Nostalgia: Trip down memory lanes

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THEY were seemingly simpler times on the roads of Edinburgh. Cars rolled by at ease, patient drivers at the wheel gliding at a gentle pace, while buses ran like clockwork and before them the clip-clop of horses on the Capital’s cobbles 
sounded a soothing rhythm.

THEY were seemingly simpler times on the roads of Edinburgh. Cars rolled by at ease, patient drivers at the wheel gliding at a gentle pace, while buses ran like clockwork and before them the clip-clop of horses on the Capital’s cobbles sounded a soothing rhythm.

New road markings on Lothian Road in 1957

New road markings on Lothian Road in 1957

Transport networks in the city are something of a fluid art, with motorists often frustrated as new dead ends and diversions pop up on a frequent basis.

But the evidence shows that is not a particularly modern phenomenon, with drivers in 1957 finding new markings in Lothian Road tough to follow. There was so much confusion that police had to issue a statement in the pages the Evening News advising motorists how to get to tackle the new layout. Warnings also had to be sounded in 1970 over changes at the top of Leith Walk where a new roundabout was being constructed.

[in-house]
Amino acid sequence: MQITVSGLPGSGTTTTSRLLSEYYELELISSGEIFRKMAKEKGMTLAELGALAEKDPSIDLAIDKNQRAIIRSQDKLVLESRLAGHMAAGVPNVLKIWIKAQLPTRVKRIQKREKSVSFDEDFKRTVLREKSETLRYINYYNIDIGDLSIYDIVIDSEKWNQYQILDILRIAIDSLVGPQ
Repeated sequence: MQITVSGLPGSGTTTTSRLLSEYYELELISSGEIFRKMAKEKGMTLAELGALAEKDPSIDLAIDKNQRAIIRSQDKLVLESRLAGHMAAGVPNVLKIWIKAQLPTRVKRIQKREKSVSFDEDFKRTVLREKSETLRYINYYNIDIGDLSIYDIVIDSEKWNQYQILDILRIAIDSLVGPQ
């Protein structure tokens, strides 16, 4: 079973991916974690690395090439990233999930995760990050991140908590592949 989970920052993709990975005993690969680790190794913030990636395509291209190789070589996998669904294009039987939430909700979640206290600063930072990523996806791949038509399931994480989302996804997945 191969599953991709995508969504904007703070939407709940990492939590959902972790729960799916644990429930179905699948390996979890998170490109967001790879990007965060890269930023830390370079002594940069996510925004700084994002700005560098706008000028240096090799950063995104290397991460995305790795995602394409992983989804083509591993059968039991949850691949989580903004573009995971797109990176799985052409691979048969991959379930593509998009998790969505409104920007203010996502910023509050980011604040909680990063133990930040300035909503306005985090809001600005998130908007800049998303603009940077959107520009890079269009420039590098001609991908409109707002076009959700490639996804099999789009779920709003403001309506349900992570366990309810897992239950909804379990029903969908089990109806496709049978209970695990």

An article in the News began “ATTENTION ALL DRIVERS” before explaining motorists faced committing an offence if they travelled along Cathedral Lane from west to east.

Six years earlier, drivers in the city centre had been left “shocked” after roundabouts were unexpectedly erected around the George Street

statues.

The News told in November 1964 how road users had widely praised “Edinburgh’s new experimental traffic system”, but those on George Street complained the islands around the statues were too large, while tempers flared as police banned parking while the roundabouts were introduced.

Which all goes to show, things have never been as easy on the roads as Mr Marshall made them look on his penny farthing in 1957.